So on the face of it, for an employee with straightforward circumstances setting out to use the HMRC guidance to understand his/her tax bill, the income tax part is reasonably clear but the NICs aspect is not so clear (and it may even be missed altogether).

The employer’s NIC bill is met by the employer, of course, while the employee’s NIC may go largely unnoticed on the monthly payslip. But the amounts are significant, and this is one reason for the growth in self-employment (real or bogus) in recent years.

Public CbC reporting will do little for public confidence, UK tax professionals say

Public country-by-country (CbC) reporting alone will do little to increase public confidence in relation to tax, and it is inevitable that the public will continue to regard large businesses as tax avoiders irrespective of the level of disclosure, according to a leading UK tax practitioner.

A member of the public will see CbC data very differently from someone with a detailed understanding of transfer pricing principles, but is “unlikely to be interested,” said Ray McCann, a tax partner at the London law firm Joseph Hage Aaronson LLP and vice president of the Chartered Institute of Taxation, sharing his personal view with Tax Analysts in response to the Responsible 100 tax transparency initiative. “Instead, it will be [the] views of the lobby groups that will grab public and media attention, and it is unlikely that they will let up on what they see as the abuse of the system by large multinationals.”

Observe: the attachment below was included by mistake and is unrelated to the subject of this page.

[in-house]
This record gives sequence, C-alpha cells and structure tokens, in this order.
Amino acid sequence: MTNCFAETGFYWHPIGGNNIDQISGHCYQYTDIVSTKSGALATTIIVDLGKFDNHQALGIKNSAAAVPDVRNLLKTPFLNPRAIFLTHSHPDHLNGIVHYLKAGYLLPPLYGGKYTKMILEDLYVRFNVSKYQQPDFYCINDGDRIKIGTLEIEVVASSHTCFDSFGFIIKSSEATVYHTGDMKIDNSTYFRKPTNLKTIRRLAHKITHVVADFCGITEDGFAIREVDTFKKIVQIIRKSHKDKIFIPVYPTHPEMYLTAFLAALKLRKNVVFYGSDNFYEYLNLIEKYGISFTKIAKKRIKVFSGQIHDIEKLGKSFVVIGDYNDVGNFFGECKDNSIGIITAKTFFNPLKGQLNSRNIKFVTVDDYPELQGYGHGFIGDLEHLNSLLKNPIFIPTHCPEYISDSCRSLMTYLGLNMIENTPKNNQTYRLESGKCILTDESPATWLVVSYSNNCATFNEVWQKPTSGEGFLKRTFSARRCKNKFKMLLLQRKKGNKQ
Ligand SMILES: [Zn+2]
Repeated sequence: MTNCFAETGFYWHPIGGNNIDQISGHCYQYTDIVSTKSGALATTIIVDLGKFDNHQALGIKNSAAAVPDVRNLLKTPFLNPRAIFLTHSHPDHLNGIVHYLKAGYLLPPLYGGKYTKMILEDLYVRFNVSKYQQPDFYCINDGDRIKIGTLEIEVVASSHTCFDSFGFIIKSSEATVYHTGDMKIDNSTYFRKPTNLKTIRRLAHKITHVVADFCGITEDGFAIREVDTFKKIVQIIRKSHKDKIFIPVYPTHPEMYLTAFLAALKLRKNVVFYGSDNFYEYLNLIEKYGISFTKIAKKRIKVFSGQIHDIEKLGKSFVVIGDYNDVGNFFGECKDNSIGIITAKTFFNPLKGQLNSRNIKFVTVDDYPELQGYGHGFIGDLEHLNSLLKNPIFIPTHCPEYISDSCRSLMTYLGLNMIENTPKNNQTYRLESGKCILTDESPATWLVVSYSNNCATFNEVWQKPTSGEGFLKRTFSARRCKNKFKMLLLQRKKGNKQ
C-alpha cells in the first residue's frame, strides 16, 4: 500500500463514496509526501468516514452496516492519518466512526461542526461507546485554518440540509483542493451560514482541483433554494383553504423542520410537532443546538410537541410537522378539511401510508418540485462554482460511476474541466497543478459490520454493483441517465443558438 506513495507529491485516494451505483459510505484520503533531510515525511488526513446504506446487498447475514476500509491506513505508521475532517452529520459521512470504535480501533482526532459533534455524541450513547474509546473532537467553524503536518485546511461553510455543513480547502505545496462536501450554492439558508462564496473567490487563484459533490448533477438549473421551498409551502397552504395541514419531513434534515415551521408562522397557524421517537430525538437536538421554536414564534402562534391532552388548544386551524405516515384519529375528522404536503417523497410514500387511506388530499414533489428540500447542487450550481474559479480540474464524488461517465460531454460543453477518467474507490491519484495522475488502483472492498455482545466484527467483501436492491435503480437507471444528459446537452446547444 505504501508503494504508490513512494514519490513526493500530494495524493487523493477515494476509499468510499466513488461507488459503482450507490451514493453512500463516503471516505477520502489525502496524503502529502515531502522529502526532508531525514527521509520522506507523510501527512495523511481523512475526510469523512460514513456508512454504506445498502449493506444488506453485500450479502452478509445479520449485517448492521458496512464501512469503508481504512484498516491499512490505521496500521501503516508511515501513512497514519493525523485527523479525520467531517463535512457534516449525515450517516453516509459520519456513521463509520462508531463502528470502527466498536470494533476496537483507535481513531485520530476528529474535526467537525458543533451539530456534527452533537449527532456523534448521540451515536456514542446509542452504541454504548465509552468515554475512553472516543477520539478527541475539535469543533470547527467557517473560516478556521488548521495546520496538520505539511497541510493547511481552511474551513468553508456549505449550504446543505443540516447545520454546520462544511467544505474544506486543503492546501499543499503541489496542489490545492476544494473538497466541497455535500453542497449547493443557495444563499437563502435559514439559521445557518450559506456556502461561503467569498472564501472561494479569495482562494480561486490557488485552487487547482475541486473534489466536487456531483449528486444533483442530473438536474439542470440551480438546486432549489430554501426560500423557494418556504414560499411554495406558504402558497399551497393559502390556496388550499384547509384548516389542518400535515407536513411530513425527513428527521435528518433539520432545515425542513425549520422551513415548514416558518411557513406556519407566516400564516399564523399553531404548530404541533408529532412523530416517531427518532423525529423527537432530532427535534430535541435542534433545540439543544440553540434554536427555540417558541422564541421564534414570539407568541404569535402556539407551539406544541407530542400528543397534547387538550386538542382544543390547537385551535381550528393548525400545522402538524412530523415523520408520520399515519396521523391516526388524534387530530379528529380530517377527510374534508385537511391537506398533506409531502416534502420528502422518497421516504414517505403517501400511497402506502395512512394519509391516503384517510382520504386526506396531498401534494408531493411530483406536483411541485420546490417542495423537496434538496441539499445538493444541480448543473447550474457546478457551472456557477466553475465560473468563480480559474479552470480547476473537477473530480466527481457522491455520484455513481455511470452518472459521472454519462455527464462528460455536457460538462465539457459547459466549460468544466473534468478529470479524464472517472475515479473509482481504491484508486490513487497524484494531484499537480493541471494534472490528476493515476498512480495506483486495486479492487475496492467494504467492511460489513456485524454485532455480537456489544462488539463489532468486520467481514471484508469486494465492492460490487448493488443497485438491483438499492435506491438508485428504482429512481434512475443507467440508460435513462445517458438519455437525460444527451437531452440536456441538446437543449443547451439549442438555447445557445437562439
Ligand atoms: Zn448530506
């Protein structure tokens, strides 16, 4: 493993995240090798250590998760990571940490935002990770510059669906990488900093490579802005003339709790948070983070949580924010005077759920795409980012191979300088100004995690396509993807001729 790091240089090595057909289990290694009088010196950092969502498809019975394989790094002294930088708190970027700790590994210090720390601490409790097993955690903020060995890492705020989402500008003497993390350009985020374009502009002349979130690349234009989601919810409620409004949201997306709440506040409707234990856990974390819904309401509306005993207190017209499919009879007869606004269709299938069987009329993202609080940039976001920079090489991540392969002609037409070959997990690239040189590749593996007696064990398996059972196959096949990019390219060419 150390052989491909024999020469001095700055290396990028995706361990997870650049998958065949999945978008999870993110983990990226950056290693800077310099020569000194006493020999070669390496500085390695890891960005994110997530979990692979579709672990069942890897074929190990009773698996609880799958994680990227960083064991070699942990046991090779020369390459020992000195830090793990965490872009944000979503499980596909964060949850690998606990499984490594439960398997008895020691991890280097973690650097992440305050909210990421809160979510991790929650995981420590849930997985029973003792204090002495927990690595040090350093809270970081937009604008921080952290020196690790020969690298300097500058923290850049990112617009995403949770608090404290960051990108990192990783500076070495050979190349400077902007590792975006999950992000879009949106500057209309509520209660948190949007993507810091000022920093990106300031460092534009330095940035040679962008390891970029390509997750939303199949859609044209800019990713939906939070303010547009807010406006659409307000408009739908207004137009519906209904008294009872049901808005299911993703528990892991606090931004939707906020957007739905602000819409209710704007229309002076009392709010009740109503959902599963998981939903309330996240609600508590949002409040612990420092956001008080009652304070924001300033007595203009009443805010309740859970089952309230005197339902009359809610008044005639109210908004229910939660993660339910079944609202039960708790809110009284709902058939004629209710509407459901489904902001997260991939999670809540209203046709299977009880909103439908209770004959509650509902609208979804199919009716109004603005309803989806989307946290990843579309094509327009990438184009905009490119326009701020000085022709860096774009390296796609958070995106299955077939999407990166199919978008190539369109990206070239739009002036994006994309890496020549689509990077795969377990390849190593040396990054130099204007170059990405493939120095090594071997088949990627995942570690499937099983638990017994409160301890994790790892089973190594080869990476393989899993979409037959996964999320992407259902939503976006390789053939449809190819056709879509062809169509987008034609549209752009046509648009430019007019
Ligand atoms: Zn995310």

… Civil society views taxation through “the lenses of morality and fairness,” and tax avoidance scandals can be “devastating” to companies, according to Responsible 100, an initiative of Profit Through Ethics, a London-based company. A roundtable event to be held on January 18 will address the question, “Is your business transparent on tax?” Responsible 100 director Michael Solomon told Tax Analysts that “it beggars people’s belief to hear businesses say they would be open and honest were it not for the reason that such openness and honesty would then be used against them.”

Read more: My news story for Tax Analysts, 6 January (paywall).

UK lawmakers to debate new push for transparency in overseas territories

A new measure forcing the UK to demand greater transparency from its overseas territories has won the backing of more than 80 members of Parliament, including a former secretary of state for international development.

A proposed new clause, to be added to the Criminal Finances Bill currently before Parliament, would require the UK government to provide, no later than the end of 2018, “all reasonable assistance” to the governments of the UK’s overseas territories to enable each of them to establish a publicly accessible register of the beneficial ownership of companies registered in its jurisdiction …

Read more: My news story for Tax Analysts, 6 January (paywall).

Complexity and cliff edges

The Brexit vote, the Finance Act 2016 and the draft Finance Bill 2017 have introduced a number of complexities and uncertainties for anyone considering how to structure a business and distribute or retain its profits. Changes to savings and dividends taxation merit careful examination, and several recent initiatives may have an impact on tax policy.

Read more: My article for Accounting and Business, January 2017.